Race: President Granger has the power in his hands
Membership of our two main political parties does not necessarily imply that one is a racist or subscribes to an ethnic approach to politics. The leaderships of both parties seriously strive, largely unsuccessfully, to broaden the leadership and membership of their parties. That they have not been successful has not modified their efforts. In the past when there was a clearer ideological distinction between the parties, it was even easier to justify the assertion that motivations for political activism were not ethnic, at least overtly. But supporters are recalcitrant.
While no leader would tolerate ethnic slurs made by their supporters, they are always conscious of the fact that unacceptable language or characterizations in referring to another ethnic group is a common feature of Guyanese life and their supporters might falter. Strong measures should always be taken against such behaviour.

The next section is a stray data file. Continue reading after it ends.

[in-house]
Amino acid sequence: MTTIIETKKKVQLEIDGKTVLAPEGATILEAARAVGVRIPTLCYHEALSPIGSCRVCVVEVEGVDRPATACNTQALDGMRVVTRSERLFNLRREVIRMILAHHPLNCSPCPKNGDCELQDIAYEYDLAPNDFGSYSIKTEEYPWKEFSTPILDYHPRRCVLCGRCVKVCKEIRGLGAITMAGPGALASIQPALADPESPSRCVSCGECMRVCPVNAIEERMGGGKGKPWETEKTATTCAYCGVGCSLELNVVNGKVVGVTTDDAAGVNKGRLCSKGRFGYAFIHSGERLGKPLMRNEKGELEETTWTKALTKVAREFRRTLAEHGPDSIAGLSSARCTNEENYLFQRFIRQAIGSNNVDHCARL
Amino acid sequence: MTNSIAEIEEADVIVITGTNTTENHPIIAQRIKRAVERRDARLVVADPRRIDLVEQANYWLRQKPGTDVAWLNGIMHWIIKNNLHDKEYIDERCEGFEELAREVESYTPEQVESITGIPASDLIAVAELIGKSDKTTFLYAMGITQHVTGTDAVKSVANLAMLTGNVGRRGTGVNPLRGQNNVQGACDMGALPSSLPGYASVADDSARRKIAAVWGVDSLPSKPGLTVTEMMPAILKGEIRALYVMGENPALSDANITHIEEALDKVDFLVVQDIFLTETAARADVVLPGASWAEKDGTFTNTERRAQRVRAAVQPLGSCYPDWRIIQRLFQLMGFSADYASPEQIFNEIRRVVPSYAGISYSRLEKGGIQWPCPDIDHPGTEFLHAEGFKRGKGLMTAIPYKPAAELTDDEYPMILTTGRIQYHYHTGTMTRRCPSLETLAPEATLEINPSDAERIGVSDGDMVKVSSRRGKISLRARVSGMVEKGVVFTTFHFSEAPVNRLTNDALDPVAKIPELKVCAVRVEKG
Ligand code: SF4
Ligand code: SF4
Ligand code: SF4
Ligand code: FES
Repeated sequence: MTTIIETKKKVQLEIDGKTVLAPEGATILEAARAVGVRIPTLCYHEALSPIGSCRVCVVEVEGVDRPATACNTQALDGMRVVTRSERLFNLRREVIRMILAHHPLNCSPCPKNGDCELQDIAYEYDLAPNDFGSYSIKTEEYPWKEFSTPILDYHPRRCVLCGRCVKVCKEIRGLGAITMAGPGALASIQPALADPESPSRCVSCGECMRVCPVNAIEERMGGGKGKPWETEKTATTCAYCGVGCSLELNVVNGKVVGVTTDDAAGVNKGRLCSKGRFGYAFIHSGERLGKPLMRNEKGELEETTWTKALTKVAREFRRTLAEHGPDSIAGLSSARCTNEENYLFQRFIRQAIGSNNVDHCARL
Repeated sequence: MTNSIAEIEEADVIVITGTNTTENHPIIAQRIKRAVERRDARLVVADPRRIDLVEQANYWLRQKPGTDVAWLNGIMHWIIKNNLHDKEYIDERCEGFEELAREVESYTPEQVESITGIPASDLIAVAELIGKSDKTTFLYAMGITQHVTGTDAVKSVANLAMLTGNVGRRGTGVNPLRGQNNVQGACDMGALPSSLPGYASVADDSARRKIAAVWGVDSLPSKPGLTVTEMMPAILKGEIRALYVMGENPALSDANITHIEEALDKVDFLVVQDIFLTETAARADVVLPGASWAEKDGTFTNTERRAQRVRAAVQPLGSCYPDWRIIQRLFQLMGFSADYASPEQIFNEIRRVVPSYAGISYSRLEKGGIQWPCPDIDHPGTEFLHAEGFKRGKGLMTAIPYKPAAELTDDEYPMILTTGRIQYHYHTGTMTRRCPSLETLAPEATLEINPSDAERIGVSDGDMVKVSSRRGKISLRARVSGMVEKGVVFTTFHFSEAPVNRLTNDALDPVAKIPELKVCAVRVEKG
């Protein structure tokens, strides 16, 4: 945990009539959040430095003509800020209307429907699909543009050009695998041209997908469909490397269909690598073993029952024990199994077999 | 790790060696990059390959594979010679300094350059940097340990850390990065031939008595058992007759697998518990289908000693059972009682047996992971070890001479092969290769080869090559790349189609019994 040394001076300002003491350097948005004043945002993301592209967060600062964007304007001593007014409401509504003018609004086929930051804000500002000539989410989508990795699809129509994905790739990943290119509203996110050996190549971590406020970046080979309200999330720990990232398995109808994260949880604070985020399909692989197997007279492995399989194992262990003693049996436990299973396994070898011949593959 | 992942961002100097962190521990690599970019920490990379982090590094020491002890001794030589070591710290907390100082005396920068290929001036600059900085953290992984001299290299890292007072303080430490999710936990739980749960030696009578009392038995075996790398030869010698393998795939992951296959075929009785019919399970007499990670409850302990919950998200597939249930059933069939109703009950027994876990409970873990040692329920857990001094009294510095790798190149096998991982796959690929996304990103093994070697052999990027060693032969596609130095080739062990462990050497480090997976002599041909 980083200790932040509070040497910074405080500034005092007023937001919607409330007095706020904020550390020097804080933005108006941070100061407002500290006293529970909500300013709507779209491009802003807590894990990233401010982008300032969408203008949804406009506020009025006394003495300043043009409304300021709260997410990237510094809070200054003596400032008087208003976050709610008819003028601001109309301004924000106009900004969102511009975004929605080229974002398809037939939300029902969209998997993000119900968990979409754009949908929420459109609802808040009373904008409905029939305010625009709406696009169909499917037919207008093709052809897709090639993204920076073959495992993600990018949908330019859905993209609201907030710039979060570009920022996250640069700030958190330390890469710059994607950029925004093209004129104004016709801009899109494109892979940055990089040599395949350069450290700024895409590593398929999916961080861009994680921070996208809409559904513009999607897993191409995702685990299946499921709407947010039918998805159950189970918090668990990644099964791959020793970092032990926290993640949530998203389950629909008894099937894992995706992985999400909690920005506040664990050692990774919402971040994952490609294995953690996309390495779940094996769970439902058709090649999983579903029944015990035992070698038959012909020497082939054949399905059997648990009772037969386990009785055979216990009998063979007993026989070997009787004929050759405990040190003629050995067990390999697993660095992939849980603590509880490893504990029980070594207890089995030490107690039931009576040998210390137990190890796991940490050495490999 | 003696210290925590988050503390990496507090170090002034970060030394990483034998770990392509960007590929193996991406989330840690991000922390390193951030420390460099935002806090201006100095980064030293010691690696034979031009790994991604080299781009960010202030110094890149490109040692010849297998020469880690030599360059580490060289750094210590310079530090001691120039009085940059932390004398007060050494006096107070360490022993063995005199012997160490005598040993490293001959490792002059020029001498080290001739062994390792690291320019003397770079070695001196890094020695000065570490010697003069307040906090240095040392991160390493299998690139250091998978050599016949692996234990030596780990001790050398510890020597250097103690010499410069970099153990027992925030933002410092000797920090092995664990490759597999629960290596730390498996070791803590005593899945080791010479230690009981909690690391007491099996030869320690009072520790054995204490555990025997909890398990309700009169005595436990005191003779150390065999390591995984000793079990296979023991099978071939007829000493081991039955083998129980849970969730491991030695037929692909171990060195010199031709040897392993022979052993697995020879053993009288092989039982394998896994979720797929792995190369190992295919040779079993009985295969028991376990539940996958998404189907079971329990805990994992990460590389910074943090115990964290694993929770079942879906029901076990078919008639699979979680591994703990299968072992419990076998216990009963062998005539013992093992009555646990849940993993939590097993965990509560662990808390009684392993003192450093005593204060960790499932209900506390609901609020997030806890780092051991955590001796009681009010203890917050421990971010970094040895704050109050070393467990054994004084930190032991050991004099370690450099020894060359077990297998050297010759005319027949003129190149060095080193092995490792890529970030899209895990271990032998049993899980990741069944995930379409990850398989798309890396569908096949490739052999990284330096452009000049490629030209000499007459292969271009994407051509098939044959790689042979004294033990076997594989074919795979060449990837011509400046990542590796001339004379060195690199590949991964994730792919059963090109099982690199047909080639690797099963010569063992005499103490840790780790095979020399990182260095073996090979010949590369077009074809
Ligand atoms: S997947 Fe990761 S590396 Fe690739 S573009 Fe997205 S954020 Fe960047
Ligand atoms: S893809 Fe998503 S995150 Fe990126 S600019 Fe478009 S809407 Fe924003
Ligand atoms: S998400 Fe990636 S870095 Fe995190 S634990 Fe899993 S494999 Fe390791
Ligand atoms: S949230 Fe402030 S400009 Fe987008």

When Bill Marr, the white US TV host/comedian, liberal who was strongly anti-racist, and donated US$1 million to Obama’s election campaign, recently said light-heartedly while interviewing someone that he should not be considered a ‘house n***’, there was a national outcry. He barely kept his job and had to apologise and publicly atone.
One of his guests in his next show, the African American actor and rapper, Ice Cube, said that when that word is used in any context, except by African Americans who are now the owners of the word, and presumably are permitted to use it, “it’s like a knife.” Words of racist abuse feel the same way to every race and they do reflect a ‘personal philosophy.’
Issues relating to race, racial language and racial incitement are never far from our social and political processes.
The last two occasions when they gained great public attention were when Dr Roger Luncheon, then Head of the Presidential Secretariat, said in evidence in 2011 in a libel case brought by then President Jagdeo, that there were no Guyanese ambassadors of African descent, except Mrs Elizabeth Harper, because no African Guyanese was qualified to be appointed. There was a huge outcry, of course, and the then government was roundly accused by the APNU and other groups of racism.
The second occasion was during the last election campaign when the opposition alleged that certain statements used by Mr Bharrat Jagdeo constituted racial incitement. Mr Jagdeo’s statements, as well as some made by the opposition, were also criticized by the Carter Center. In an earlier period, Guyanese were aghast when Mr Desmond Hoyte reminded the security forces in 2002 that the rioting and disorderly people in